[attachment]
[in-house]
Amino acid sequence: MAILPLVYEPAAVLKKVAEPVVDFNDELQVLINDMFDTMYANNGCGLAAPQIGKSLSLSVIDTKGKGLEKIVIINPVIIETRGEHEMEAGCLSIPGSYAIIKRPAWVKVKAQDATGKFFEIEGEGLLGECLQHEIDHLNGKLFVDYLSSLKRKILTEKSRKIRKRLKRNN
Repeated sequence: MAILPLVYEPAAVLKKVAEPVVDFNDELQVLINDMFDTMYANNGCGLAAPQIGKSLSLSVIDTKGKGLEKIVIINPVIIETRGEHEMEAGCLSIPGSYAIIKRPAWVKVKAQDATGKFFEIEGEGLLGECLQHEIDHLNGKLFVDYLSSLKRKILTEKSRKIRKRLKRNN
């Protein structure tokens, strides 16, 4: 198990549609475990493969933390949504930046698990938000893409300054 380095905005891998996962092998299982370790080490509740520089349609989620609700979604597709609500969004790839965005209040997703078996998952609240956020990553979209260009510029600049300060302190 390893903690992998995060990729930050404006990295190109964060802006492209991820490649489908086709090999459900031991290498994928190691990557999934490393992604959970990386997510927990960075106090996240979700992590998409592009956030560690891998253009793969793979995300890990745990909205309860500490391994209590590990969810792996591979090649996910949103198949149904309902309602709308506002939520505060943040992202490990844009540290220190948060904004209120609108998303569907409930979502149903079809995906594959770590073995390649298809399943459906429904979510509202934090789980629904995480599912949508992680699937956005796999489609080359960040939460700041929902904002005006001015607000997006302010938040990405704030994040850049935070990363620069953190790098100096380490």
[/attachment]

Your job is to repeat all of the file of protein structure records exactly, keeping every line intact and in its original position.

[in-house]
Amino acid sequence: MAILPLVYEPAAVLKKVAEPVVDFNDELQVLINDMFDTMYANNGCGLAAPQIGKSLSLSVIDTKGKGLEKIVIINPVIIETRGEHEMEAGCLSIPGSYAIIKRPAWVKVKAQDATGKFFEIEGEGLLGECLQHEIDHLNGKLFVDYLSSLKRKILTEKSRKIRKRLKRNN
Repeated sequence: MAILPLVYEPAAVLKKVAEPVVDFNDELQVLINDMFDTMYANNGCGLAAPQIGKSLSLSVIDTKGKGLEKIVIINPVIIETRGEHEMEAGCLSIPGSYAIIKRPAWVKVKAQDATGKFFEIEGEGLLGECLQHEIDHLNGKLFVDYLSSLKRKILTEKSRKIRKRLKRNN
């Protein structure tokens, strides 16, 4: 198990549609475990493969933390949504930046698990938000893409300054 380095905005891998996962092998299982370790080490509740520089349609989620609700979604597709609500969004790839965005209040997703078996998952609240956020990553979209260009510029600049300060302190 390893903690992998995060990729930050404006990295190109964060802006492209991820490649489908086709090999459900031991290498994928190691990557999934490393992604959970990386997510927990960075106090996240979700992590998409592009956030560690891998253009793969793979995300890990745990909205309860500490391994209590590990969810792996591979090649996910949103198949149904309902309602709308506002939520505060943040992202490990844009540290220190948060904004209120609108998303569907409930979502149903079809995906594959770590073995390649298809399943459906429904979510509202934090789980629904995480599912949508992680699937956005796999489609080359960040939460700041929902904002005006001015607000997006302010938040990405704030994040850049935070990363620069953190790098100096380490």